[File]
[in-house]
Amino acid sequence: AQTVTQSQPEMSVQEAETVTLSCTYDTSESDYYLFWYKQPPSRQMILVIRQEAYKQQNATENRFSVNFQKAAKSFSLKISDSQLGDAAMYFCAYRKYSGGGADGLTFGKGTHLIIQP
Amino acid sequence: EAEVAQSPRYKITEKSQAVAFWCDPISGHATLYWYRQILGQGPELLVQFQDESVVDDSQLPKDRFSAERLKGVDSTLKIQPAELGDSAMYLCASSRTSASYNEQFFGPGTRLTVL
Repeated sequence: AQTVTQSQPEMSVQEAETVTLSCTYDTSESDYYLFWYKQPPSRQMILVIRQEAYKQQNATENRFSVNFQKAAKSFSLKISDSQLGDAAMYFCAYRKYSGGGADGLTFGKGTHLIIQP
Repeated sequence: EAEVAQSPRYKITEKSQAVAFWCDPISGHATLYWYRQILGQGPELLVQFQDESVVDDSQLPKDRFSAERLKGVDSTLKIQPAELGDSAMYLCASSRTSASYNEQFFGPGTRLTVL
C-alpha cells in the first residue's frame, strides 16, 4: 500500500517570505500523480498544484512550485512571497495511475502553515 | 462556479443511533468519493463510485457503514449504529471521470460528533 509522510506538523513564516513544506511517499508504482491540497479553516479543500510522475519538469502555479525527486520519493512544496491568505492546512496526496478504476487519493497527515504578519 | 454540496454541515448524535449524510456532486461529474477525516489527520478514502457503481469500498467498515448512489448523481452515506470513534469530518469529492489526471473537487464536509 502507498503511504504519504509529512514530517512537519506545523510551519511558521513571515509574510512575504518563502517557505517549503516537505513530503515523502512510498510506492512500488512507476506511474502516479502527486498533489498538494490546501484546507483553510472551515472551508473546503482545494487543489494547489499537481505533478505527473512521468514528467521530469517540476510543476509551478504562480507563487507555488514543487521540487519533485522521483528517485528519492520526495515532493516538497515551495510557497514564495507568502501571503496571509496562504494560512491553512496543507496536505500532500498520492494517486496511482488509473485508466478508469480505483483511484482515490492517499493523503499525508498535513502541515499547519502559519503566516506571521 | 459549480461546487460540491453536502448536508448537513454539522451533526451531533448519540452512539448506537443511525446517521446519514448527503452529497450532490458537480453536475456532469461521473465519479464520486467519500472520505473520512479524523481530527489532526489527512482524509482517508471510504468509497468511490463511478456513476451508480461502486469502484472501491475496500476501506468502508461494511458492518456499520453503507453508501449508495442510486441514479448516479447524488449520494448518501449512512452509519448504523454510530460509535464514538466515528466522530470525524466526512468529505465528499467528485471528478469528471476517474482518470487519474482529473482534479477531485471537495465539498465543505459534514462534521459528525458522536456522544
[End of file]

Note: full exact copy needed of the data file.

[in-house]
Amino acid sequence: AQTVTQSQPEMSVQEAETVTLSCTYDTSESDYYLFWYKQPPSRQMILVIRQEAYKQQNATENRFSVNFQKAAKSFSLKISDSQLGDAAMYFCAYRKYSGGGADGLTFGKGTHLIIQP
Amino acid sequence: EAEVAQSPRYKITEKSQAVAFWCDPISGHATLYWYRQILGQGPELLVQFQDESVVDDSQLPKDRFSAERLKGVDSTLKIQPAELGDSAMYLCASSRTSASYNEQFFGPGTRLTVL
Repeated sequence: AQTVTQSQPEMSVQEAETVTLSCTYDTSESDYYLFWYKQPPSRQMILVIRQEAYKQQNATENRFSVNFQKAAKSFSLKISDSQLGDAAMYFCAYRKYSGGGADGLTFGKGTHLIIQP
Repeated sequence: EAEVAQSPRYKITEKSQAVAFWCDPISGHATLYWYRQILGQGPELLVQFQDESVVDDSQLPKDRFSAERLKGVDSTLKIQPAELGDSAMYLCASSRTSASYNEQFFGPGTRLTVL
C-alpha cells in the first residue's frame, strides 16, 4: 500500500517570505500523480498544484512550485512571497495511475502553515 | 462556479443511533468519493463510485457503514449504529471521470460528533 509522510506538523513564516513544506511517499508504482491540497479553516479543500510522475519538469502555479525527486520519493512544496491568505492546512496526496478504476487519493497527515504578519 | 454540496454541515448524535449524510456532486461529474477525516489527520478514502457503481469500498467498515448512489448523481452515506470513534469530518469529492489526471473537487464536509 502507498503511504504519504509529512514530517512537519506545523510551519511558521513571515509574510512575504518563502517557505517549503516537505513530503515523502512510498510506492512500488512507476506511474502516479502527486498533489498538494490546501484546507483553510472551515472551508473546503482545494487543489494547489499537481505533478505527473512521468514528467521530469517540476510543476509551478504562480507563487507555488514543487521540487519533485522521483528517485528519492520526495515532493516538497515551495510557497514564495507568502501571503496571509496562504494560512491553512496543507496536505500532500498520492494517486496511482488509473485508466478508469480505483483511484482515490492517499493523503499525508498535513502541515499547519502559519503566516506571521 | 459549480461546487460540491453536502448536508448537513454539522451533526451531533448519540452512539448506537443511525446517521446519514448527503452529497450532490458537480453536475456532469461521473465519479464520486467519500472520505473520512479524523481530527489532526489527512482524509482517508471510504468509497468511490463511478456513476451508480461502486469502484472501491475496500476501506468502508461494511458492518456499520453503507453508501449508495442510486441514479448516479447524488449520494448518501449512512452509519448504523454510530460509535464514538466515528466522530470525524466526512468529505465528499467528485471528478469528471476517474482518470487519474482529473482534479477531485471537495465539498465543505459534514462534521459528525458522536456522544